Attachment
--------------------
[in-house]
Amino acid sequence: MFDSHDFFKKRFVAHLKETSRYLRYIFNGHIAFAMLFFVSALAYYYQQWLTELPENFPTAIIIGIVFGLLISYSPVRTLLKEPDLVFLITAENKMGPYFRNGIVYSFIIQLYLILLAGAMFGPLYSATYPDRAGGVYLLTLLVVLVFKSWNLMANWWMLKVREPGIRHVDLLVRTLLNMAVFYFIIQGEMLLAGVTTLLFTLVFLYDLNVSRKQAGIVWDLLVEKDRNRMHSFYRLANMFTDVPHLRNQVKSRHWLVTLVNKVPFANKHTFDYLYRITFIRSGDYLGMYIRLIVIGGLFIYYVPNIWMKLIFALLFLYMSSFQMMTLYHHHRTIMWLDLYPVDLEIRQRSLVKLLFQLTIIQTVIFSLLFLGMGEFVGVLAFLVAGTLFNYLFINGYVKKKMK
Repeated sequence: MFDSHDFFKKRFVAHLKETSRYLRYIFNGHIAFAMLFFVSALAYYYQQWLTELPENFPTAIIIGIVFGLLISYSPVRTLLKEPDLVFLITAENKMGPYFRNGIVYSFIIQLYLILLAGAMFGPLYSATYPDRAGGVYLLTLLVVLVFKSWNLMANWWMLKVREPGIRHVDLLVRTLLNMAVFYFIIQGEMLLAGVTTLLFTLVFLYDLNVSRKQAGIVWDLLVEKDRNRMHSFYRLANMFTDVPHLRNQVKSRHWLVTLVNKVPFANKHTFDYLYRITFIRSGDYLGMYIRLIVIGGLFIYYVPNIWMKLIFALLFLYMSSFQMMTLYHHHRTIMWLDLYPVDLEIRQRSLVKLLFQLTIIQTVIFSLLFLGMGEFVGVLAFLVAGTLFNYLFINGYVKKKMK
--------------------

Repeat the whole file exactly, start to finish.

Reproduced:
[in-house]
Amino acid sequence: MFDSHDFFKKRFVAHLKETSRYLRYIFNGHIAFAMLFFVSALAYYYQQWLTELPENFPTAIIIGIVFGLLISYSPVRTLLKEPDLVFLITAENKMGPYFRNGIVYSFIIQLYLILLAGAMFGPLYSATYPDRAGGVYLLTLLVVLVFKSWNLMANWWMLKVREPGIRHVDLLVRTLLNMAVFYFIIQGEMLLAGVTTLLFTLVFLYDLNVSRKQAGIVWDLLVEKDRNRMHSFYRLANMFTDVPHLRNQVKSRHWLVTLVNKVPFANKHTFDYLYRITFIRSGDYLGMYIRLIVIGGLFIYYVPNIWMKLIFALLFLYMSSFQMMTLYHHHRTIMWLDLYPVDLEIRQRSLVKLLFQLTIIQTVIFSLLFLGMGEFVGVLAFLVAGTLFNYLFINGYVKKKMK
Repeated sequence: MFDSHDFFKKRFVAHLKETSRYLRYIFNGHIAFAMLFFVSALAYYYQQWLTELPENFPTAIIIGIVFGLLISYSPVRTLLKEPDLVFLITAENKMGPYFRNGIVYSFIIQLYLILLAGAMFGPLYSATYPDRAGGVYLLTLLVVLVFKSWNLMANWWMLKVREPGIRHVDLLVRTLLNMAVFYFIIQGEMLLAGVTTLLFTLVFLYDLNVSRKQAGIVWDLLVEKDRNRMHSFYRLANMFTDVPHLRNQVKSRHWLVTLVNKVPFANKHTFDYLYRITFIRSGDYLGMYIRLIVIGGLFIYYVPNIWMKLIFALLFLYMSSFQMMTLYHHHRTIMWLDLYPVDLEIRQRSLVKLLFQLTIIQTVIFSLLFLGMGEFVGVLAFLVAGTLFNYLFINGYVKKKMK